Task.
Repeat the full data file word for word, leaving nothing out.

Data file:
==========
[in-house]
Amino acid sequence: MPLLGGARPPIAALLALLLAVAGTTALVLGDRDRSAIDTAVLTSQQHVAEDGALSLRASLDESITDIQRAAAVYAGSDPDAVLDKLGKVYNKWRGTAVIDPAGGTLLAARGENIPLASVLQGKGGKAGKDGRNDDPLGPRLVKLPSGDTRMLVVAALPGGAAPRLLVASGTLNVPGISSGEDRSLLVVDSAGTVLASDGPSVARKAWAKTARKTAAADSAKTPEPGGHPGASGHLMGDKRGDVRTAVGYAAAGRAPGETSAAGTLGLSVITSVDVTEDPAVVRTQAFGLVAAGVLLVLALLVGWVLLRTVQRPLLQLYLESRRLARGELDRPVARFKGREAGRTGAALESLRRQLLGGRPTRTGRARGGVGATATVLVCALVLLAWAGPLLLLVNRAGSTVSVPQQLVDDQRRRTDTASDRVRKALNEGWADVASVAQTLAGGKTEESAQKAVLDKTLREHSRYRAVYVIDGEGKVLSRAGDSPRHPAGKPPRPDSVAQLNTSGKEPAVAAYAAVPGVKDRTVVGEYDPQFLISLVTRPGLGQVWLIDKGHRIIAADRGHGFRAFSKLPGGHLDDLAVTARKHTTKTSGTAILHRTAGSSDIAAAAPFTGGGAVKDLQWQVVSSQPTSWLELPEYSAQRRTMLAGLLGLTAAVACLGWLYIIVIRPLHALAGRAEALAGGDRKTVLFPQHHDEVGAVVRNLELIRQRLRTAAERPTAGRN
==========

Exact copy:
[in-house]
Amino acid sequence: MPLLGGARPPIAALLALLLAVAGTTALVLGDRDRSAIDTAVLTSQQHVAEDGALSLRASLDESITDIQRAAAVYAGSDPDAVLDKLGKVYNKWRGTAVIDPAGGTLLAARGENIPLASVLQGKGGKAGKDGRNDDPLGPRLVKLPSGDTRMLVVAALPGGAAPRLLVASGTLNVPGISSGEDRSLLVVDSAGTVLASDGPSVARKAWAKTARKTAAADSAKTPEPGGHPGASGHLMGDKRGDVRTAVGYAAAGRAPGETSAAGTLGLSVITSVDVTEDPAVVRTQAFGLVAAGVLLVLALLVGWVLLRTVQRPLLQLYLESRRLARGELDRPVARFKGREAGRTGAALESLRRQLLGGRPTRTGRARGGVGATATVLVCALVLLAWAGPLLLLVNRAGSTVSVPQQLVDDQRRRTDTASDRVRKALNEGWADVASVAQTLAGGKTEESAQKAVLDKTLREHSRYRAVYVIDGEGKVLSRAGDSPRHPAGKPPRPDSVAQLNTSGKEPAVAAYAAVPGVKDRTVVGEYDPQFLISLVTRPGLGQVWLIDKGHRIIAADRGHGFRAFSKLPGGHLDDLAVTARKHTTKTSGTAILHRTAGSSDIAAAAPFTGGGAVKDLQWQVVSSQPTSWLELPEYSAQRRTMLAGLLGLTAAVACLGWLYIIVIRPLHALAGRAEALAGGDRKTVLFPQHHDEVGAVVRNLELIRQRLRTAAERPTAGRN